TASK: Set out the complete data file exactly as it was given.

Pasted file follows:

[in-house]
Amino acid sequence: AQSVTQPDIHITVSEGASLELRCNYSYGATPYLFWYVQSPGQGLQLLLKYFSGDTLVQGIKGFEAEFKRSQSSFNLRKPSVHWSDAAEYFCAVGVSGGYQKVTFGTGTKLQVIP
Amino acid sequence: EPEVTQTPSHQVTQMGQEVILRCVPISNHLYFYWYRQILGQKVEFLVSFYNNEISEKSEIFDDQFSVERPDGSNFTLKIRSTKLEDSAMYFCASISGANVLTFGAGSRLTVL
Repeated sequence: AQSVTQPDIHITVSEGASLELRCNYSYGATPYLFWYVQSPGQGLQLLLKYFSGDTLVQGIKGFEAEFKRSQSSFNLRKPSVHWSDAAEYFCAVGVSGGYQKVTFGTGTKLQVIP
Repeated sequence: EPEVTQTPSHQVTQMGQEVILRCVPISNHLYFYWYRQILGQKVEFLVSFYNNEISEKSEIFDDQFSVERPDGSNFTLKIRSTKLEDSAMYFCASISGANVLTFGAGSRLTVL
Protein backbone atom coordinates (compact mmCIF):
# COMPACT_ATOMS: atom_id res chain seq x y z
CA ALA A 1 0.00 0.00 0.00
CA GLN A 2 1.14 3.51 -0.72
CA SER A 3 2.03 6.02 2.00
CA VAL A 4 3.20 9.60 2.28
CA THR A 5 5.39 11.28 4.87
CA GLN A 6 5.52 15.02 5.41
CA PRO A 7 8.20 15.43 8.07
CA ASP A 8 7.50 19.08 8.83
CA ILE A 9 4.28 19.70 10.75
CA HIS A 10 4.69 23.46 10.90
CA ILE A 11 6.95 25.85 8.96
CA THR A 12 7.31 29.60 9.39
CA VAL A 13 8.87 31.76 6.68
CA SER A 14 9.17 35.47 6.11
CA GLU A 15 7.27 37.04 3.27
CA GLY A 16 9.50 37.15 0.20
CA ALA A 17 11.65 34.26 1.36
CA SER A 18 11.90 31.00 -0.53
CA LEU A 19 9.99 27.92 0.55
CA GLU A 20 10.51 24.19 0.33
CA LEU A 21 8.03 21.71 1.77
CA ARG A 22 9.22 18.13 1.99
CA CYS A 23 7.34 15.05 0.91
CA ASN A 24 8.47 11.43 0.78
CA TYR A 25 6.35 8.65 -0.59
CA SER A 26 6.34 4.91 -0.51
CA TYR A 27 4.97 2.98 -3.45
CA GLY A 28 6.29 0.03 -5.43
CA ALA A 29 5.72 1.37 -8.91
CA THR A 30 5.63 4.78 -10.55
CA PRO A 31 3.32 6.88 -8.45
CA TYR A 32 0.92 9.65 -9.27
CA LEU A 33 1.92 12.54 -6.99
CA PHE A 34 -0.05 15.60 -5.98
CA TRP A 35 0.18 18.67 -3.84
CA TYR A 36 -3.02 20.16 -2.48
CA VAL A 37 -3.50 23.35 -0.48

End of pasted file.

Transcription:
[in-house]
Amino acid sequence: AQSVTQPDIHITVSEGASLELRCNYSYGATPYLFWYVQSPGQGLQLLLKYFSGDTLVQGIKGFEAEFKRSQSSFNLRKPSVHWSDAAEYFCAVGVSGGYQKVTFGTGTKLQVIP
Amino acid sequence: EPEVTQTPSHQVTQMGQEVILRCVPISNHLYFYWYRQILGQKVEFLVSFYNNEISEKSEIFDDQFSVERPDGSNFTLKIRSTKLEDSAMYFCASISGANVLTFGAGSRLTVL
Repeated sequence: AQSVTQPDIHITVSEGASLELRCNYSYGATPYLFWYVQSPGQGLQLLLKYFSGDTLVQGIKGFEAEFKRSQSSFNLRKPSVHWSDAAEYFCAVGVSGGYQKVTFGTGTKLQVIP
Repeated sequence: EPEVTQTPSHQVTQMGQEVILRCVPISNHLYFYWYRQILGQKVEFLVSFYNNEISEKSEIFDDQFSVERPDGSNFTLKIRSTKLEDSAMYFCASISGANVLTFGAGSRLTVL
Protein backbone atom coordinates (compact mmCIF):
# COMPACT_ATOMS: atom_id res chain seq x y z
CA ALA A 1 0.00 0.00 0.00
CA GLN A 2 1.14 3.51 -0.72
CA SER A 3 2.03 6.02 2.00
CA VAL A 4 3.20 9.60 2.28
CA THR A 5 5.39 11.28 4.87
CA GLN A 6 5.52 15.02 5.41
CA PRO A 7 8.20 15.43 8.07
CA ASP A 8 7.50 19.08 8.83
CA ILE A 9 4.28 19.70 10.75
CA HIS A 10 4.69 23.46 10.90
CA ILE A 11 6.95 25.85 8.96
CA THR A 12 7.31 29.60 9.39
CA VAL A 13 8.87 31.76 6.68
CA SER A 14 9.17 35.47 6.11
CA GLU A 15 7.27 37.04 3.27
CA GLY A 16 9.50 37.15 0.20
CA ALA A 17 11.65 34.26 1.36
CA SER A 18 11.90 31.00 -0.53
CA LEU A 19 9.99 27.92 0.55
CA GLU A 20 10.51 24.19 0.33
CA LEU A 21 8.03 21.71 1.77
CA ARG A 22 9.22 18.13 1.99
CA CYS A 23 7.34 15.05 0.91
CA ASN A 24 8.47 11.43 0.78
CA TYR A 25 6.35 8.65 -0.59
CA SER A 26 6.34 4.91 -0.51
CA TYR A 27 4.97 2.98 -3.45
CA GLY A 28 6.29 0.03 -5.43
CA ALA A 29 5.72 1.37 -8.91
CA THR A 30 5.63 4.78 -10.55
CA PRO A 31 3.32 6.88 -8.45
CA TYR A 32 0.92 9.65 -9.27
CA LEU A 33 1.92 12.54 -6.99
CA PHE A 34 -0.05 15.60 -5.98
CA TRP A 35 0.18 18.67 -3.84
CA TYR A 36 -3.02 20.16 -2.48
CA VAL A 37 -3.50 23.35 -0.48